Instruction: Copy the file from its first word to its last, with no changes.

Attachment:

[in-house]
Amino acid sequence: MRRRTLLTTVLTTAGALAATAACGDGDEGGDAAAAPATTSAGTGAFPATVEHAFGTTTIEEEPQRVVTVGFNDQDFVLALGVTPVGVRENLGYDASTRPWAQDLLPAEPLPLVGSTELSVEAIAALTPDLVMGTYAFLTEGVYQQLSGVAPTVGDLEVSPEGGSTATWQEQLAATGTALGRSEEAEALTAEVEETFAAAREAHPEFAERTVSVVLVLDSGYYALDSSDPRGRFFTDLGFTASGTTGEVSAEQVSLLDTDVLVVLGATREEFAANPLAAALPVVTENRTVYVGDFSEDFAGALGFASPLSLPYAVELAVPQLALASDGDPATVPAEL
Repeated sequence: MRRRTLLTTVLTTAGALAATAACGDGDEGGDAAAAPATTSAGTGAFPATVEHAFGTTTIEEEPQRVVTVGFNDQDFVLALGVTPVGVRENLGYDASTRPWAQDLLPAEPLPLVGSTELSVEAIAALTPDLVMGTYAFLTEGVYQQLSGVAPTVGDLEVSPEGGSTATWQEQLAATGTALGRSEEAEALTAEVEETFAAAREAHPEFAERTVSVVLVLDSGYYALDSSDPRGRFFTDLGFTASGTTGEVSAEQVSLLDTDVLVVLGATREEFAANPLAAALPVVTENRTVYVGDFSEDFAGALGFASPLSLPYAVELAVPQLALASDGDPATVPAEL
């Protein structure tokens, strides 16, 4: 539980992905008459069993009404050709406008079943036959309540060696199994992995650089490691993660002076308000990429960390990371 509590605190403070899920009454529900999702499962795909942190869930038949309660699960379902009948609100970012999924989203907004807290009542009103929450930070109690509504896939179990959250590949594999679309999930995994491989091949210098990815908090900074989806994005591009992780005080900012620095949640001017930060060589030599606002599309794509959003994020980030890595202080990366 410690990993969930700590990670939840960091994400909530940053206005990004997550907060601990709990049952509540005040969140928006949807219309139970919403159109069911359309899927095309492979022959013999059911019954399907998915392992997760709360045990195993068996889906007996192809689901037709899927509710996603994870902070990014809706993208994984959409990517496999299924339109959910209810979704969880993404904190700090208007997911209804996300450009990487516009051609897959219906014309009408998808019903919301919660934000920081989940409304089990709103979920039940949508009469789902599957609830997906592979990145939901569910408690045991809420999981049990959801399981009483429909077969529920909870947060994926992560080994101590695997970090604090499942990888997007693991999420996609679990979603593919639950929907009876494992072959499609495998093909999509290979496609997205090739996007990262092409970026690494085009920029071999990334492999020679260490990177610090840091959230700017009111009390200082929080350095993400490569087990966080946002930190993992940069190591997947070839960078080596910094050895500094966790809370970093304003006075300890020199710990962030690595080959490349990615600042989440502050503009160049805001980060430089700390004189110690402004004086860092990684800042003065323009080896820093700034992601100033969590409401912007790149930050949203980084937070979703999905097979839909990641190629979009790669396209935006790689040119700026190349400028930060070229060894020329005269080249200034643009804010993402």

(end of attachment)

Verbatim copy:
[in-house]
Amino acid sequence: MRRRTLLTTVLTTAGALAATAACGDGDEGGDAAAAPATTSAGTGAFPATVEHAFGTTTIEEEPQRVVTVGFNDQDFVLALGVTPVGVRENLGYDASTRPWAQDLLPAEPLPLVGSTELSVEAIAALTPDLVMGTYAFLTEGVYQQLSGVAPTVGDLEVSPEGGSTATWQEQLAATGTALGRSEEAEALTAEVEETFAAAREAHPEFAERTVSVVLVLDSGYYALDSSDPRGRFFTDLGFTASGTTGEVSAEQVSLLDTDVLVVLGATREEFAANPLAAALPVVTENRTVYVGDFSEDFAGALGFASPLSLPYAVELAVPQLALASDGDPATVPAEL
Repeated sequence: MRRRTLLTTVLTTAGALAATAACGDGDEGGDAAAAPATTSAGTGAFPATVEHAFGTTTIEEEPQRVVTVGFNDQDFVLALGVTPVGVRENLGYDASTRPWAQDLLPAEPLPLVGSTELSVEAIAALTPDLVMGTYAFLTEGVYQQLSGVAPTVGDLEVSPEGGSTATWQEQLAATGTALGRSEEAEALTAEVEETFAAAREAHPEFAERTVSVVLVLDSGYYALDSSDPRGRFFTDLGFTASGTTGEVSAEQVSLLDTDVLVVLGATREEFAANPLAAALPVVTENRTVYVGDFSEDFAGALGFASPLSLPYAVELAVPQLALASDGDPATVPAEL
């Protein structure tokens, strides 16, 4: 539980992905008459069993009404050709406008079943036959309540060696199994992995650089490691993660002076308000990429960390990371 509590605190403070899920009454529900999702499962795909942190869930038949309660699960379902009948609100970012999924989203907004807290009542009103929450930070109690509504896939179990959250590949594999679309999930995994491989091949210098990815908090900074989806994005591009992780005080900012620095949640001017930060060589030599606002599309794509959003994020980030890595202080990366 410690990993969930700590990670939840960091994400909530940053206005990004997550907060601990709990049952509540005040969140928006949807219309139970919403159109069911359309899927095309492979022959013999059911019954399907998915392992997760709360045990195993068996889906007996192809689901037709899927509710996603994870902070990014809706993208994984959409990517496999299924339109959910209810979704969880993404904190700090208007997911209804996300450009990487516009051609897959219906014309009408998808019903919301919660934000920081989940409304089990709103979920039940949508009469789902599957609830997906592979990145939901569910408690045991809420999981049990959801399981009483429909077969529920909870947060994926992560080994101590695997970090604090499942990888997007693991999420996609679990979603593919639950929907009876494992072959499609495998093909999509290979496609997205090739996007990262092409970026690494085009920029071999990334492999020679260490990177610090840091959230700017009111009390200082929080350095993400490569087990966080946002930190993992940069190591997947070839960078080596910094050895500094966790809370970093304003006075300890020199710990962030690595080959490349990615600042989440502050503009160049805001980060430089700390004189110690402004004086860092990684800042003065323009080896820093700034992601100033969590409401912007790149930050949203980084937070979703999905097979839909990641190629979009790669396209935006790689040119700026190349400028930060070229060894020329005269080249200034643009804010993402």